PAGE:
In a few weeks there are these public databases called exchanges which states were supposed to set up. Ideally, one state, one exchange, handled by that state’s department of insurance. This is what the landing page of the exchange in New Mexico may look like when it’s up and running.
The exchanges are the more visible implementation of the Affordable Care Aact, aka Obamacare, including some of the parts people care most about, like subsidizing and covering everyone of every income level. Obamacare will be handled mostly under the HHS. The exchanges are state-created mega-websites used to educate, compare and enroll residents of that state into healthcare policies found there.
TPM — The refusal of red states to establish their own online insurance marketplaces under Obamacare has impeded the White House’s outreach efforts with a month to go before the marketplaces launch on Oct. 1.
In the most extreme cases, red states with huge uninsured populations will have the same amount of money to spend on outreach as blue states with much smaller segments of uninsured, according to an analysis of grant information by TPM. Take a look at these numbers: Texas, where Gov. Rick Perry steadfastly refused to establish a marketplace, also known as an exchange, has 6.1 million uninsured people. Washington state has less than 1 million. But they will have the same amount of money for Obamacare outreach.
When the Obama administration handed out two sets of grants for exchange outreach and enrollment this month, Texas received a total of $20.8 million, according to the U.S. Department of Health and Human Services. Washington state, on the other hand, which established its own exchange and had therefore access to much more generous federal funding, will spend $20.4 million on its marketing efforts, according to state officials.
Or look at another state: Colorado’s entire population is smaller than Texas’s uninsured population, but Colorado is spending more money (more than $21 million) marketing Obamacare.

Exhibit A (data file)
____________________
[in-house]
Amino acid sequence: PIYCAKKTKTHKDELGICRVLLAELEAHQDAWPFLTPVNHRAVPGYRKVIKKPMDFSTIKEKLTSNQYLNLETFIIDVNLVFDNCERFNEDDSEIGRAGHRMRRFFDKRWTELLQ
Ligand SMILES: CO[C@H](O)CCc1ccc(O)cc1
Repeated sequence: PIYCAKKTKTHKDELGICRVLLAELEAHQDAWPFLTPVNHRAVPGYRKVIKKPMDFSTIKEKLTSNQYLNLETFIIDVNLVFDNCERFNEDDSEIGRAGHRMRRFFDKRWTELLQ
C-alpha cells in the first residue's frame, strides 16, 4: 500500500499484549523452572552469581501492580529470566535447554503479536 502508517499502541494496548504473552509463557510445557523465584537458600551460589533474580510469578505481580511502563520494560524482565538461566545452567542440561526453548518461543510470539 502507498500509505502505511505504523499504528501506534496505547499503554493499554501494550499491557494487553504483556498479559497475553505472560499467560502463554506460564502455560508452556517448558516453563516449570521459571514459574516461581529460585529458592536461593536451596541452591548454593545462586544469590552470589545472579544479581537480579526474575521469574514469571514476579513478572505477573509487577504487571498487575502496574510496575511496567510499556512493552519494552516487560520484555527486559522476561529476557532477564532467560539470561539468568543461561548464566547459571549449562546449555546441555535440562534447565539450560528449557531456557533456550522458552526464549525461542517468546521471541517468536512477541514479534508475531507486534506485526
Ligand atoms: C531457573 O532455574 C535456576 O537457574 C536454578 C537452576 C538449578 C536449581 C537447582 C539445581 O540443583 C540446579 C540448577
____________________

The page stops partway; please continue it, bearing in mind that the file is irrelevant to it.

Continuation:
From the layperson’s perspective, the exchanges are just a glorified public database with approved venders selling health insurance at regulated rates, maybe links and/or hypothetical rates, out of pocket expense examples, “How To Enroll” steps and FAQs about the ACA, along with the traditional nuts and bolts material you can find on most insurance company websites. The cost of creating and maintaining the exchange in each state is covered under the ACA, but some states still refused to set them up. In which case the federal government and/or possibly other states will create that state’s exchange. This is just one example of many obstacles that will be thrown up and have to be solved, as the hard-right tries to impede access to healthcare in much the same way they are impeding access to voting.
The only thing that gives me some comfort is thinking that Obama and most in his administration are not the crazed idealistic socialists the right has cooked up, they are careful, center left political animals, most of whom now come with a long successful record of public administration. They better keep all those skills polished, the search engines on those sites better work, the servers backed up and chained, the rates quoted better be double checked, the services offered better be spot audited, insurance companies that go out of business removed, etc., because their task is a huge practical undertaking in the face of a purely PR attack, with the lives of millions of Americans held in the balance.